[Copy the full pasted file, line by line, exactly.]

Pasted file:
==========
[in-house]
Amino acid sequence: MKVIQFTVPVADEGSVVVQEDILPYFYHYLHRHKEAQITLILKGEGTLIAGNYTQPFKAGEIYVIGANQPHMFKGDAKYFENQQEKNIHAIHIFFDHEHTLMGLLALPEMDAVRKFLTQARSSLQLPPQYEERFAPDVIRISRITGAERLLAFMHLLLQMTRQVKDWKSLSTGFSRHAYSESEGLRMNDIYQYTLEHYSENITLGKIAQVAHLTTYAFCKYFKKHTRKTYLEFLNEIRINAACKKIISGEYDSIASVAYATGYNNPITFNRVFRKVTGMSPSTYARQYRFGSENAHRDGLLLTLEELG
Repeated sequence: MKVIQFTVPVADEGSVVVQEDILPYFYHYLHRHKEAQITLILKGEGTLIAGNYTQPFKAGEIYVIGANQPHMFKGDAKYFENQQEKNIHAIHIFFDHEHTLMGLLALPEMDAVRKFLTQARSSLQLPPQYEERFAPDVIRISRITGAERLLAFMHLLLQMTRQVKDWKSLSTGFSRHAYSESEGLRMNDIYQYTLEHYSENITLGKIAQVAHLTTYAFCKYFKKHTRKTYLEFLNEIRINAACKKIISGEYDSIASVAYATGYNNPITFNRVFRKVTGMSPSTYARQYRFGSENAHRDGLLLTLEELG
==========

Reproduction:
[in-house]
Amino acid sequence: MKVIQFTVPVADEGSVVVQEDILPYFYHYLHRHKEAQITLILKGEGTLIAGNYTQPFKAGEIYVIGANQPHMFKGDAKYFENQQEKNIHAIHIFFDHEHTLMGLLALPEMDAVRKFLTQARSSLQLPPQYEERFAPDVIRISRITGAERLLAFMHLLLQMTRQVKDWKSLSTGFSRHAYSESEGLRMNDIYQYTLEHYSENITLGKIAQVAHLTTYAFCKYFKKHTRKTYLEFLNEIRINAACKKIISGEYDSIASVAYATGYNNPITFNRVFRKVTGMSPSTYARQYRFGSENAHRDGLLLTLEELG
Repeated sequence: MKVIQFTVPVADEGSVVVQEDILPYFYHYLHRHKEAQITLILKGEGTLIAGNYTQPFKAGEIYVIGANQPHMFKGDAKYFENQQEKNIHAIHIFFDHEHTLMGLLALPEMDAVRKFLTQARSSLQLPPQYEERFAPDVIRISRITGAERLLAFMHLLLQMTRQVKDWKSLSTGFSRHAYSESEGLRMNDIYQYTLEHYSENITLGKIAQVAHLTTYAFCKYFKKHTRKTYLEFLNEIRINAACKKIISGEYDSIASVAYATGYNNPITFNRVFRKVTGMSPSTYARQYRFGSENAHRDGLLLTLEELG